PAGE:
Governments researched fentanyls as weapons for decades

Before appearing in global narcotics supply chains , fentanyl and substances like it were viewed as potential chemical weapons. Scientists struggled to figure out how to package the chemicals so that they would incapacitate but not kill targets. Here are some highlights of those efforts:



Research into fentanyl as an incapacitating agent began in the 1960s and, by the 1980s, scientists were testing primates with aerosolized carfentanil, according to Neil Davison, author of "'Non-Lethal' Weapons."

In 1997, the Lawrence Livermore National Laboratory, working under a Department of Justice contract, reported on a novel system for delivering less-than-lethal doses of a fentanyl-based solution. They designed and tested guns loaded with small felt pads soaked with a fentanyl-based solution. They also considered developing paintball-type projectiles.

In 2014, the Environmental Protection Agency was worried enough about fentanyl and carfentanil being used by terrorists that it published instructions for taking samples of the substances, including from drinking water, following "homeland security events."



A People's Liberation Army soldier was photographed in 2011 holding a "narcosis" gun, designed to inject targets with a liquid incapacitating agent, according to Michael Crowley, a chemical weapons expert at the University of Bradford. Two state-backed companies that marketed the guns never specified which chemical agent would be used as ammunition, but Crowley said it "might very well be fentanyl or an analog of fentanyl." One advertisement for the guns praised their "excellent silence" and "easy schlepping."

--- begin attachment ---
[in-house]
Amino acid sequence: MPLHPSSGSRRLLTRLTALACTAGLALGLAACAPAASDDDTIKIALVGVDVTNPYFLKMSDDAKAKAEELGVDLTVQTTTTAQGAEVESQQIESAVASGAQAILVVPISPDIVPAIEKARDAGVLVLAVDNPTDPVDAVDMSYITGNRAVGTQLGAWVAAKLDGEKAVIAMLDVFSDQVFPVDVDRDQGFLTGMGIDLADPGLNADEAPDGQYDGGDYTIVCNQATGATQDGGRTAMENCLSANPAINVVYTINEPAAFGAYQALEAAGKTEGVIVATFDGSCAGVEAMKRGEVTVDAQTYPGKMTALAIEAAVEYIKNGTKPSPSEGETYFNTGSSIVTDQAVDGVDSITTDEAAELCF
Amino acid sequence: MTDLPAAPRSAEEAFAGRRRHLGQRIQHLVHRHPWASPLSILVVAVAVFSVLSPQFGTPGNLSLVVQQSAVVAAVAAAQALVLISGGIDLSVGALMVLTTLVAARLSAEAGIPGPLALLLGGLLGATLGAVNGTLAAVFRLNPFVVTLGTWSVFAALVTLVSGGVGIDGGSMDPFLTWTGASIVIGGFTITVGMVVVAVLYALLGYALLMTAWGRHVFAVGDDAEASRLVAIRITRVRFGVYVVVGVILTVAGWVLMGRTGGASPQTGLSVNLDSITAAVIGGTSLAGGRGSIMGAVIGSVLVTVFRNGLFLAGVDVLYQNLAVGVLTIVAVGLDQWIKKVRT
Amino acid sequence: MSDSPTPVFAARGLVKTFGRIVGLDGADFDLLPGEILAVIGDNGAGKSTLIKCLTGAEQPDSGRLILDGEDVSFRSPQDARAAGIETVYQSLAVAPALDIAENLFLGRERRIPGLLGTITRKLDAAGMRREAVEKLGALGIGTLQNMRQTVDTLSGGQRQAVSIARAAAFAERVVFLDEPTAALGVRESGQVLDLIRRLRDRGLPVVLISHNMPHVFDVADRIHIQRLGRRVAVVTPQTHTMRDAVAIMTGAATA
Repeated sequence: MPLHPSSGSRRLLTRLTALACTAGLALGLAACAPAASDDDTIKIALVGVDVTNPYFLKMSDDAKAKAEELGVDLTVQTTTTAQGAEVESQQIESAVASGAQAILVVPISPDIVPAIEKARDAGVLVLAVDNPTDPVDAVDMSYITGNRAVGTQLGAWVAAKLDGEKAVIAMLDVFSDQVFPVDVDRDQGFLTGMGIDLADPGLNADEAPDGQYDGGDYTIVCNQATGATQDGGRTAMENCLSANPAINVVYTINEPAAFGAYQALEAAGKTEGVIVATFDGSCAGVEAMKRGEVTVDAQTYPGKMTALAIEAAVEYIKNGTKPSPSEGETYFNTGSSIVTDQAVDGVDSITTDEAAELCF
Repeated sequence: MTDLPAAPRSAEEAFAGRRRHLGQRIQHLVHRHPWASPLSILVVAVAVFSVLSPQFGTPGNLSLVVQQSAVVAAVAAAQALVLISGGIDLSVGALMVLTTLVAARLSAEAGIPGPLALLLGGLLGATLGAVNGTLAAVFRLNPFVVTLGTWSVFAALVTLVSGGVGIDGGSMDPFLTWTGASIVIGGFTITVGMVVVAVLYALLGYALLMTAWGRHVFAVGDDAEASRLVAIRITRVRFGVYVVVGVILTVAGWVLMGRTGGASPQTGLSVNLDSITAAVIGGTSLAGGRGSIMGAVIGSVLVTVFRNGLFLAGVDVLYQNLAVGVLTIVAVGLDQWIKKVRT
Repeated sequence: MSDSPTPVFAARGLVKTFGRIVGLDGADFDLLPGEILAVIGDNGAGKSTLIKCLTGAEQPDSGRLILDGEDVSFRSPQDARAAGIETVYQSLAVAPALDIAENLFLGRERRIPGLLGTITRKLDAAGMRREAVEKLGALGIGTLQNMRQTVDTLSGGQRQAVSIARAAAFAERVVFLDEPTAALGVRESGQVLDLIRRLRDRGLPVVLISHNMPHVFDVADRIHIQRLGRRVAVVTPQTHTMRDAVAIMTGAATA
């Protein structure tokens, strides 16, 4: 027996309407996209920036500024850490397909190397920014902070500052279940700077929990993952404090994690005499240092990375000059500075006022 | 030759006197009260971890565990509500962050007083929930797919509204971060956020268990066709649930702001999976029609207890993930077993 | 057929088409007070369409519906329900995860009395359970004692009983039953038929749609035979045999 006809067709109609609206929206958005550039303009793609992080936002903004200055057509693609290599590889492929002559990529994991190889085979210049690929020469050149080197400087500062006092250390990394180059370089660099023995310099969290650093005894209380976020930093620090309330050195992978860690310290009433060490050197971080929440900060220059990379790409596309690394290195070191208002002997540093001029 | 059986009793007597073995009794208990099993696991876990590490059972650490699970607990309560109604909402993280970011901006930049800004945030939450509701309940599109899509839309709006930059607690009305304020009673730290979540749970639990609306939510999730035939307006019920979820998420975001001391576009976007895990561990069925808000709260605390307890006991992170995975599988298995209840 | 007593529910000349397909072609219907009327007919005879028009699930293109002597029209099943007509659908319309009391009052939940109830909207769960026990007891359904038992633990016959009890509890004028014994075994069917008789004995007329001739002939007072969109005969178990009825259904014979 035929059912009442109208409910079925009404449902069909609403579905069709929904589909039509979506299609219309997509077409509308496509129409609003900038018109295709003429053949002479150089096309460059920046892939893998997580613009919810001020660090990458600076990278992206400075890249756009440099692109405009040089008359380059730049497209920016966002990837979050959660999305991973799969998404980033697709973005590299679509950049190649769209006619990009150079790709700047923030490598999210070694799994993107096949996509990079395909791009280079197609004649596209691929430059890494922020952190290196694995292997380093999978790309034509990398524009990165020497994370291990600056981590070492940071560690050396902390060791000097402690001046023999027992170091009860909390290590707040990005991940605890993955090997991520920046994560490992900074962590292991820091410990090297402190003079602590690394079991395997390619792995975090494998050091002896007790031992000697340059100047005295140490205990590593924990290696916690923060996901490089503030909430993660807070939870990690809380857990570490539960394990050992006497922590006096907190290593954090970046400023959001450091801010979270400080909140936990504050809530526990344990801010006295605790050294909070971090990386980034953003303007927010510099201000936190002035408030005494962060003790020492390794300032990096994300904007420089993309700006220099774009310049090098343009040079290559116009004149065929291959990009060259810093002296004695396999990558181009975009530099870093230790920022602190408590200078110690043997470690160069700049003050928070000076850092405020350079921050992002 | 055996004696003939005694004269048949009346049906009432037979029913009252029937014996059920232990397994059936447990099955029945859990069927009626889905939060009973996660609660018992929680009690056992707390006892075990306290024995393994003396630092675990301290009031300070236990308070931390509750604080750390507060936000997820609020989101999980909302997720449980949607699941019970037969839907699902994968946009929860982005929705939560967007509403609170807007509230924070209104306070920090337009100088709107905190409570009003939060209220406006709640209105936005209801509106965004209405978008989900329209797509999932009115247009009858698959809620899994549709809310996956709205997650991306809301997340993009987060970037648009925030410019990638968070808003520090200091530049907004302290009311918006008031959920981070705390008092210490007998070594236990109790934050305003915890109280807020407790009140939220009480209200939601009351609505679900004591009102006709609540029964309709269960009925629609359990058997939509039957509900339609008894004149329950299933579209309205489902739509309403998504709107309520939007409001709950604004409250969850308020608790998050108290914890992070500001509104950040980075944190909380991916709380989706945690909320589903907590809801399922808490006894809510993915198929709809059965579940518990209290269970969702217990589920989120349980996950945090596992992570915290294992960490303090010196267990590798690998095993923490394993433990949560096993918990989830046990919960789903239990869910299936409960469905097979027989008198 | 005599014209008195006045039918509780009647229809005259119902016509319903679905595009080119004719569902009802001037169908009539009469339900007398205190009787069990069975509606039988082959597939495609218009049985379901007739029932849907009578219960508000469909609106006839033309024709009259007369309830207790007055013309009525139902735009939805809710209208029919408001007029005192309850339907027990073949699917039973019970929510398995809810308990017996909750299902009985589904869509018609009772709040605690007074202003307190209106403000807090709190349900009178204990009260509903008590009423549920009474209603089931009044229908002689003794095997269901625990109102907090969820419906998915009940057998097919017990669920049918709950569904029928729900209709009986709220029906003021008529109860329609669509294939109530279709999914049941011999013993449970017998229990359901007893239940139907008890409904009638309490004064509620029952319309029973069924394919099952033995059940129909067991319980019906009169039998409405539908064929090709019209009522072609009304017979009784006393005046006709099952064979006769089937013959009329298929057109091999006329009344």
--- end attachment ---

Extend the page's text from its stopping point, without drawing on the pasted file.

Scientists from a People's Liberation Army school called the Institute of Chemical Defense also have published research on fentanyls. "These compounds are of great importance to criminalistics and countering terrorism," they said in a 2011 paper.



Russian special forces used carfentanil, along with the less potent remifentanil, to subdue Chechen separatists who took more than 800 people hostage in a Moscow theater in 2002, according to a paper by British government scientists who tested clothing and urine samples from three survivors. The tactic worked, but more than 120 hostages died from the effects of the chemicals. Others suffered lasting health effects. The British paper also cited a book written by a Russian general who directed a military chemical institute, which described fentanyls as delivering "a knock-out blow" to subjects within minutes.



Doctors pulled Hamas leader Khaled Mashaal out of respiratory collapse with the opioid antidote naloxone after Mossad agents sprayed a substance believed to be a form of fentanyl in his ear in a botched 1997 assassination attempt. "Israeli officials have indicated that Mossad has used fentanyl in other operations, which they declined to describe, noting that it had a '100 percent success rate,'" according to a Jane's Intelligence Review report from January 1998.


Dodds reported from London.